Continue wetting agent programmes to facilitate effective moisture management throughout the profile. Seek out evapotranspiration rates during hot spells and irrigate in millimetres not minutes. Your irrigation engineers should be able to provide the relevant information for your sprinklers.
August is peak season for the proactive control of Leatherjackets and chafer grubs with Entomopathogenic nematodes, Considered application as part of an integrated turf management plan, accompanied by a penetrant wetting agent and plenty of available moisture both before and after application will help to get the best out of nature’s practical answer to this problem and prevent issues come spring 2018.
With August typically being a good month for turf and plant growth, now is a good time ahead of the new season to treat weeds with a selective herbicide, post pitch renovations in May and seedling maturation during June.
Red Thread has swept spectacularly through a lot of outfield turf. With such a peak in disease activity in mid-summer we are expecting continued problems over the next few months; therefore acting preventatively by applying a systemic fungicide such as Heritage Maxx will be the most effective form of control. Application before symptoms are visible but the threat is imminent is the key to success when adopting a preventative approach. Red Thread is ill-defined bleached grass with Pink mycelium visible in early morning dew. Close inspection will reveal red needle like structures which are attached to the leaf blades. The needles become brittle upon death and are easily detached allowing fragments to spread the disease.
Systemic curatives and protective fungicides such as Chlorothalonil and Iprodione, applied in liquid form with water as a carrier, can be used to control any outbreaks. Mixing two or more products in the same tank can help reduce the potential for disease resistance developing. Fungicides are selected with different modes of action so that resulting mixture will attack the target disease on two or more fronts. This makes it more difficult for the pathogens to develop resistance to treatments.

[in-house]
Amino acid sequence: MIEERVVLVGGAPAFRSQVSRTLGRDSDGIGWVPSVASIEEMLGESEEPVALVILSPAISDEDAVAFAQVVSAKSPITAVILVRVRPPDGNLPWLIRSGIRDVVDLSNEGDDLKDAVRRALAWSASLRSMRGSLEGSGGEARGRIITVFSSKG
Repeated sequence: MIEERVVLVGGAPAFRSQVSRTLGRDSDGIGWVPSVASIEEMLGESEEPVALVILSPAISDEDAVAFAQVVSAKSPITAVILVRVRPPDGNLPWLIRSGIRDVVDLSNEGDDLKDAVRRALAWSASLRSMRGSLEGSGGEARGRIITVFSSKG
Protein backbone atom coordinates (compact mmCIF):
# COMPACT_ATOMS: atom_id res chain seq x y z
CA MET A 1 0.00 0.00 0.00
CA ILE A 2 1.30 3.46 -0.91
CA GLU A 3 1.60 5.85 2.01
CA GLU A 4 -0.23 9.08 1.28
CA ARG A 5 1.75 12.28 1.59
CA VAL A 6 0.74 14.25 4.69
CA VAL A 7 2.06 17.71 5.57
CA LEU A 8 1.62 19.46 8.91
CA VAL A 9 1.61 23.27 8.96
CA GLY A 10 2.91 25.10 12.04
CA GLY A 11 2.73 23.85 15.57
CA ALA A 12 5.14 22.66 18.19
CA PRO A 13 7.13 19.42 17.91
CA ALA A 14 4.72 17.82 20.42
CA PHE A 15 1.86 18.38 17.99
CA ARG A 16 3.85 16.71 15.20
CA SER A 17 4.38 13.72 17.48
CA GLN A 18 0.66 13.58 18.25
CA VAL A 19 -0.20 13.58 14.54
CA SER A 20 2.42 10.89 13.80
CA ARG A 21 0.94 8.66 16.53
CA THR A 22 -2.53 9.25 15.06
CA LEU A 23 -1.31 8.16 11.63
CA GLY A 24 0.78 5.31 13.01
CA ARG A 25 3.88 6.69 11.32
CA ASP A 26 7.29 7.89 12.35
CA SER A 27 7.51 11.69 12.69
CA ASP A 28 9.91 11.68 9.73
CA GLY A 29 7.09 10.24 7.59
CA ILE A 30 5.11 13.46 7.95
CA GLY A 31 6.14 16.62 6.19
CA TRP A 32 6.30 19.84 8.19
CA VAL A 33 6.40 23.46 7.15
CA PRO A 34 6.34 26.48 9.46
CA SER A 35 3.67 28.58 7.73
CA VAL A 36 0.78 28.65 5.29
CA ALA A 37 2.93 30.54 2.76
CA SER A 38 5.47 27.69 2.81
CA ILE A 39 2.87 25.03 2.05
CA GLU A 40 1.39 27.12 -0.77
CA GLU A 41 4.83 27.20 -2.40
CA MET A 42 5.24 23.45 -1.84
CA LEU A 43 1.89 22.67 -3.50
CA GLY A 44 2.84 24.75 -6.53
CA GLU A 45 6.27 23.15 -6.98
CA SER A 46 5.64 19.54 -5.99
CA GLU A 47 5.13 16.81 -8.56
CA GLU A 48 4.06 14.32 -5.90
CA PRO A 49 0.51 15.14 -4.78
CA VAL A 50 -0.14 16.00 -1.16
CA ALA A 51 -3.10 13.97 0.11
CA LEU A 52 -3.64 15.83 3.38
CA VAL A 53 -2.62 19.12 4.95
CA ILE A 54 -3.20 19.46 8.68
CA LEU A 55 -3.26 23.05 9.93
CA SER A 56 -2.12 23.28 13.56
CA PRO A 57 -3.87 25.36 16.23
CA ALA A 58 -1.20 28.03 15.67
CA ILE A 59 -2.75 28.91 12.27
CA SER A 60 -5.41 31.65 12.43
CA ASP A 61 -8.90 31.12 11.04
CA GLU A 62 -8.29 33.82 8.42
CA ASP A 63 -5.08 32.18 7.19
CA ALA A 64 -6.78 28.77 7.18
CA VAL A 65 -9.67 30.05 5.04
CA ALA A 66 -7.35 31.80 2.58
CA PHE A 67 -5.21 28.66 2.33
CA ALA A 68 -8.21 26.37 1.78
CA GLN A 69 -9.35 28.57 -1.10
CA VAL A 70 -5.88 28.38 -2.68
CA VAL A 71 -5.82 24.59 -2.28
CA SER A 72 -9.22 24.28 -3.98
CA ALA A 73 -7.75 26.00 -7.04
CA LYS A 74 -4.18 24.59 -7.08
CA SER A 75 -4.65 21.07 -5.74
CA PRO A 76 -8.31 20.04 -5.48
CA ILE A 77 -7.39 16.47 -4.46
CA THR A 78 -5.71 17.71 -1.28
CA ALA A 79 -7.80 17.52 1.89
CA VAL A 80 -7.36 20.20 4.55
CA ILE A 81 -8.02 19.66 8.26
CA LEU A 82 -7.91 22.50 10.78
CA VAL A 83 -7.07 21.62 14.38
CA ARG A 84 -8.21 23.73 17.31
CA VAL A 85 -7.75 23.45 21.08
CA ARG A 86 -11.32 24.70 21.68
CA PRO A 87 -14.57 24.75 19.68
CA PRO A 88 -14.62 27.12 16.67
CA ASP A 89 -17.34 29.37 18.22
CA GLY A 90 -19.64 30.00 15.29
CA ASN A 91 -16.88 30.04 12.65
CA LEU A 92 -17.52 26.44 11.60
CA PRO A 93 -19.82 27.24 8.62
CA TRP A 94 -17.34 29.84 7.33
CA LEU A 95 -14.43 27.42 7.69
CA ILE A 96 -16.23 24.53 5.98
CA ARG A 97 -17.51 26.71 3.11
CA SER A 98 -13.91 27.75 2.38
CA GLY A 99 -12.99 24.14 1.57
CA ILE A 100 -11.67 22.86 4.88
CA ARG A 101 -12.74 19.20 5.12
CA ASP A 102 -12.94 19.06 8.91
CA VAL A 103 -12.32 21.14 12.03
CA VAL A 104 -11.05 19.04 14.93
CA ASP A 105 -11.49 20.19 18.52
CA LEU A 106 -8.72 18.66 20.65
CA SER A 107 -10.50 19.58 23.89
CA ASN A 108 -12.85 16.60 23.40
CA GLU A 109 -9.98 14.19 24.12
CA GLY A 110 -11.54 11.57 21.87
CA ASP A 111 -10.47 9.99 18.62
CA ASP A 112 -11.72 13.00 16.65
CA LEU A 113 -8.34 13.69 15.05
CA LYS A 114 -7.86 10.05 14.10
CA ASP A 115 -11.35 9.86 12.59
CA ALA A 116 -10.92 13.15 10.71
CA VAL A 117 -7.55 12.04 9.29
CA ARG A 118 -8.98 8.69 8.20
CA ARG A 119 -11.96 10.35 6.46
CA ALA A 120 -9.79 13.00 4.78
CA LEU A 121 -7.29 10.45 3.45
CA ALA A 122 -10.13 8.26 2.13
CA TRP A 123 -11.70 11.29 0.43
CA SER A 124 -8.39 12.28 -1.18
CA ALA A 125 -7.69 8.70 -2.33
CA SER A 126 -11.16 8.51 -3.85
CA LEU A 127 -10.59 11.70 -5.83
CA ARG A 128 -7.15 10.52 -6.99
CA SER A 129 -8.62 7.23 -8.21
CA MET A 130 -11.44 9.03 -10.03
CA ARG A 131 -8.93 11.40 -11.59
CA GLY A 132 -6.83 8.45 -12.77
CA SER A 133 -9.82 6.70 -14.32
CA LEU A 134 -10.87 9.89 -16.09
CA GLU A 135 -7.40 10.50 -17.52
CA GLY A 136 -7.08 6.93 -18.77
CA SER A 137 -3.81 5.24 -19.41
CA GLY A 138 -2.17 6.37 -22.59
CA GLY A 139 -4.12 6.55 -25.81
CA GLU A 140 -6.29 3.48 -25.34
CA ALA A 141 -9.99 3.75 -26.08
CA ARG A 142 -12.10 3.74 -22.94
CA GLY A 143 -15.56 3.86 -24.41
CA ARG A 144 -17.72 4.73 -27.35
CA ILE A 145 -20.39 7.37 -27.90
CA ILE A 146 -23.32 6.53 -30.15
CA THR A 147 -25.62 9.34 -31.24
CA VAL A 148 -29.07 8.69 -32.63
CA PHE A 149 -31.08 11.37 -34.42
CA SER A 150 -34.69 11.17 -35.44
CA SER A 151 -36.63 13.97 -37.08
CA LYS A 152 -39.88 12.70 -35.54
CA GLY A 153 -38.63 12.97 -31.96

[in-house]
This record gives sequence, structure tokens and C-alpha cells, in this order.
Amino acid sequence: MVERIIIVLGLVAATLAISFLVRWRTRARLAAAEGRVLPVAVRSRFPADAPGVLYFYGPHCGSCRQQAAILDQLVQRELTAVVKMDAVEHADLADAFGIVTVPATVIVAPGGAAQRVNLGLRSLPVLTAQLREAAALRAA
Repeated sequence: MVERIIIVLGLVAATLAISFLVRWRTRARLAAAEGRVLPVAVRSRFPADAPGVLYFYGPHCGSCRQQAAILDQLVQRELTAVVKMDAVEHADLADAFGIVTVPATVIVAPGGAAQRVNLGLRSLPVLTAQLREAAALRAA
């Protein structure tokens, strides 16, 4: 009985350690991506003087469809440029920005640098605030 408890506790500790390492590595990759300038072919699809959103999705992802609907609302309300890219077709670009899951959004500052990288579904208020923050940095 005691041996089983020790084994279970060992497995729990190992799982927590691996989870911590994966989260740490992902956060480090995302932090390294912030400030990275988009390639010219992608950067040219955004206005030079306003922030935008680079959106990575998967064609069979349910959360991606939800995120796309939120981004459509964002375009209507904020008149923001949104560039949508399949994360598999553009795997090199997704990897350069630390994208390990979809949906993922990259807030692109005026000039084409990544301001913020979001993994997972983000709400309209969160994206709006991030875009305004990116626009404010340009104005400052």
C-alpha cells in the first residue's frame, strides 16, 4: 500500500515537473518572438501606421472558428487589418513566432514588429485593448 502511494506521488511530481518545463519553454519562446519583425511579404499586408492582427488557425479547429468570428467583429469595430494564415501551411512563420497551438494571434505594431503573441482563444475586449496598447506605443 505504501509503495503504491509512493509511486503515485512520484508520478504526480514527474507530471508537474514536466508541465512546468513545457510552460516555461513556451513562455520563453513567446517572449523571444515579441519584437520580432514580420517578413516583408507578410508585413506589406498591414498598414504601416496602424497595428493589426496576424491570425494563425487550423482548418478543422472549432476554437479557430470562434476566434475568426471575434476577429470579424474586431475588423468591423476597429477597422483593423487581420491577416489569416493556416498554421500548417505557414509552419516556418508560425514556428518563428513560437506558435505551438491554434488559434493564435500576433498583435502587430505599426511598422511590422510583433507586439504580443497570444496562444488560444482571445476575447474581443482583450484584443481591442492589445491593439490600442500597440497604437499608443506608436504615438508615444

Symptoms of Fusarium (Microdochium nival), the most common and damaging disease, are orange/brown patches 2.5-5cm across increasing in size under suitable conditions as the disease progresses. Active patches have a distinctive 'ginger' appearance when viewed early in the morning. Creamy white mycelium resembling cotton wool can be seen in the centre and towards the outer edge of the patch.
Grass in the active patches is often slimy; once the disease is controlled the scars will remain until there is sufficient grass growth to fill in. Regular brushing, switching or drag matting in the mornings to remove the dew from the playing surfaces will reduce the likelihood of disease outbreak.
Please note: More information on these and many others can be found here: www.pitchcare.com/useful/diseases.php
Keep all machines overhauled and clean. It is a good idea to get into a habit of washing down and and cleaning after use.
Ensure you look after your equipment and store safe and secure. There have been a few reports recently of machinery being stolen, so be vigilant.
You are now able to obtain the basic knowledge of how to maintain a football pitch online:
Our LANTRA accredited Winter Sports Pitch Maintenance Course (Rugby & Football) is now available in an online format.
Like our one day course, it is designed to provide a basic knowledge of rugby and football pitch maintenance. The course enables the Groundsman to grasp the basic needs of a winter sports surface throughout a 12 month period. As an online version, it means you can learn at your own pace and at home. The Course Manual is included as part of the online course.
Delegates attending the one day course or using the online version, and using the accompanying manual, will be able to develop their own skills, working knowledge and expertise, by understanding the method of instruction and the maintenance principles it sets out.
Included in the Course Manual, there are working diaries showing the range of tasks needed to be accomplished each month. The Course Manual is available for purchase separately.
If preferred, we are able to arrange courses to be delivered on site to groups of 6 – 10 people. Email Chris Johnson for information.
We have one day LANTRA accredited LINEMARKING COURSES being held:
Wednesday 23rd August, Basingstoke RG21 3DR and
Wednesday 30th August, Ferndown, Dorset BH22 9EN
Other training courses available include:
Pesticides (PA courses)
Pedestrian operated mowers
Please ensure that all goalposts meet health and safety standards. Now is a good time to thoroughly check them over. If you have stored them away, give them a thorough once over to ensure that they will be fit for purpose for the new season. If you find any defects, these must be reported to your management/committee, with appropriate remedies being sought – ahead of the season!
It would be prudent to thoroughly clean out your linemarking kit. Regardless of the type of machine you use, you’ll be pleasantly surprised by how much better your lines will look for the start of the season.
Other areas should also be checked over, such as fences and dugouts.